Large numbers and Creationism

Let’s start with half-lifes. My foray into ridiculously long ass periods of time started with this article. That article reminded me of conversations I’ve had with a friend of mine who is a creationist who questioned all of the science, and how we know how old something is. I am not a creationist, as most people know the term; I think the Universe, and obviously the Earth, was created by God through the laws of physics as He knows them, although He might have cheated with the probabilities along the way. Therefor I believe that the science as we know it is relatively stable, but we would be foolish to think that what we know is all that there is to know. The occasional shake up is good for science, keeps the cobwebs and dogmatism away.

I digress; on the face of it, he did bring up some very good questions, and thinking on those questions, I asked myself, “How can we tell something has a half-life of 4.5 billion years?” Obviously, the “bright boys” were on to something, because the whole concept of radioactivity transformed our lives at the end of World War Two. So I did some digging through Wikipedia, trying to get a handle on the problem. Unfortunately, the half-life and radioactivity articles didn’t quite help me. I’m not stupid (I’ve taken college level physics, calculus, and chemistry courses) but I haven’t exactly kept up on my nuclear physics equations, and the math was dense on both of those articles (most of my science information comes from Discover.com and Space.com; no, not high end information, but it works for me.) So with nothing better to do, I dug further until I hit the article on U238.

The mean lifetime of uranium-238 is 1.41 × 10^17 seconds divided by 0.693 (or multiplied by 1.443), i.e. ca. 2 × 10^17 seconds, so 1 mole of uranium-238 emits 3 × 10^6 alpha particles per second, producing the same number of thorium-234 (Th-234) atoms. In a closed system an equilibrium would be reached, with all amounts except lead-206 and uranium-238 in fixed ratios, in slowly decreasing amounts. The amount of Pb-206 will increase accordingly while U-238 decreases; all steps in the decay chain have this same rate of 3 × 10^6 decayed particles per second per mole uranium-238.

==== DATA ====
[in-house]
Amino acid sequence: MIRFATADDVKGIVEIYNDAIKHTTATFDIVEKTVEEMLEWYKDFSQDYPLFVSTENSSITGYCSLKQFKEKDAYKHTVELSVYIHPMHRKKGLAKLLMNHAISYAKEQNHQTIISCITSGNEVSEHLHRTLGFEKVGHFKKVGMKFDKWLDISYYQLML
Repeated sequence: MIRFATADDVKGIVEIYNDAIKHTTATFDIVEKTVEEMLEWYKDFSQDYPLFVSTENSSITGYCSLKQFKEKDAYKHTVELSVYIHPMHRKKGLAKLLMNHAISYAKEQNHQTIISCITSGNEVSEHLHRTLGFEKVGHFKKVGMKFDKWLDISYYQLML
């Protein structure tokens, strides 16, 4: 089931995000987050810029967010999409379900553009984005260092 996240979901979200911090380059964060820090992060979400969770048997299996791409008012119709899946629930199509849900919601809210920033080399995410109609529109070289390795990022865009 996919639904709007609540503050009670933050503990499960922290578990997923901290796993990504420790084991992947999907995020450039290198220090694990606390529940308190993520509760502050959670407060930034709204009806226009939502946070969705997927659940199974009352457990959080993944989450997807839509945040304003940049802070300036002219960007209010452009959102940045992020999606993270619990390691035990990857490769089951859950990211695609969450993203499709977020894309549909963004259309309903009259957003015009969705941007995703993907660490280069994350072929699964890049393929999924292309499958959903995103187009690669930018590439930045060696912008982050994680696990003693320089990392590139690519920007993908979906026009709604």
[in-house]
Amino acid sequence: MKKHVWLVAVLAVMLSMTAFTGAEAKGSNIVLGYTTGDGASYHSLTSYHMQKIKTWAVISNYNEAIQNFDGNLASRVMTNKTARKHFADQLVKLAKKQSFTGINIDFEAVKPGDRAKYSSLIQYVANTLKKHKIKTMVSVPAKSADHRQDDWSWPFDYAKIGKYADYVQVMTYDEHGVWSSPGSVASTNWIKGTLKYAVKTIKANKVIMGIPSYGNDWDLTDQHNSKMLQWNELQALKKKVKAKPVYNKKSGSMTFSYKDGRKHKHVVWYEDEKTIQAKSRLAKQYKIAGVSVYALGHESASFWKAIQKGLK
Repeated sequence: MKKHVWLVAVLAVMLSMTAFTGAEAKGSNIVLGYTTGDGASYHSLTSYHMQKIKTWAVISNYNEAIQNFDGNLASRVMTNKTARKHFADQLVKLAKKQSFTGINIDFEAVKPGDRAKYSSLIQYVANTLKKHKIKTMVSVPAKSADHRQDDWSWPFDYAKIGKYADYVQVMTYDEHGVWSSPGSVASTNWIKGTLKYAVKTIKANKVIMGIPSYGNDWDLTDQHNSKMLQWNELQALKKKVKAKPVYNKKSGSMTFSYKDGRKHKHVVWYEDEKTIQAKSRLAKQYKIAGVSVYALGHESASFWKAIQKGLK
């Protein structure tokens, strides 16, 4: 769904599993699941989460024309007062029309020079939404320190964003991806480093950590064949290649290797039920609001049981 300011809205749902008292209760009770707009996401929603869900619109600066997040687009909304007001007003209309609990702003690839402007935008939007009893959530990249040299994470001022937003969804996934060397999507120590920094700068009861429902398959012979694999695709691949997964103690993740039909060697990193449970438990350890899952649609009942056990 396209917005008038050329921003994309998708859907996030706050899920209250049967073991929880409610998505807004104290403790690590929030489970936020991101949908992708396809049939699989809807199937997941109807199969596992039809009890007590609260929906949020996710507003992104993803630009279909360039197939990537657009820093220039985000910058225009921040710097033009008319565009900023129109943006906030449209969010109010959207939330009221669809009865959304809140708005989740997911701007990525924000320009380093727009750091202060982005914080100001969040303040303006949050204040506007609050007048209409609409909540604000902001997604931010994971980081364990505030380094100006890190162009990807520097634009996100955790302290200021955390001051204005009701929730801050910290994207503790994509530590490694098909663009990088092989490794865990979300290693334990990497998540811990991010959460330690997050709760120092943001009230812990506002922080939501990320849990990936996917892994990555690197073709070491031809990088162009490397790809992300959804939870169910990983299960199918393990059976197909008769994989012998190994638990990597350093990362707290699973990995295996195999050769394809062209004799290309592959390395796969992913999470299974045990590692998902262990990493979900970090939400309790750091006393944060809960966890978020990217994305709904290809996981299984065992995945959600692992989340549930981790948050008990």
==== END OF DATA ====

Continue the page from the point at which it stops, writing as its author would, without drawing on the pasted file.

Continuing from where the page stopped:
OK, that I understand, because it references what little I remember from chemistry class. But for those of you that never took chemistry, I give you the mole. And for some background on how large a number Avagadro’s constant is:

Several popular science texts contain “examples” of the mole which ignore this part of the definition, for example:

* 1 mole of marshmallows would be enough marshmallows to make a 12 mile thick layer of marshmallows covering the entire face of the Earth.[9]
* A mole of popcorn kernels could be spread uniformly over the USA if the thickness of the layer was about 9 miles.[9]
* A mole of donut holes would cover the earth and be 5 miles (8 km) deep.[10]
* A mole of blood cells would be more than the total number of blood cells found in every human on earth.[10]

These (and similar) are examples of the fact that atoms and molecules are very small compared to everyday objects. Marshmallows, popcorn kernels, donut holes and blood cells are not “elementary entities”, nor are they “substances” whose amount is measured in moles.

In the end, when you are talking about numbers that are very, very large. As an aside, I take issue the condescending tone in that the editor of the article; popular science texts are about demonstrating science in a way that people can understand, especially when it comes to very large numbers, like 6.022 141 79(30)×10^23. Nit picking how exact the term is used doesn’t exactly endear “common people” with scientists. Nowadays, scientists only get work done because of the common people’s taxes, so don’t aggravate the problem of lack of understanding by being a prick about it, ‘mkay?

In the end, I finally got around to nailing down an explanation of half-life that I understand. If scientists could only present that information in a way that doesn’t threaten someone’s religion, it would go a long ways to easing tension.

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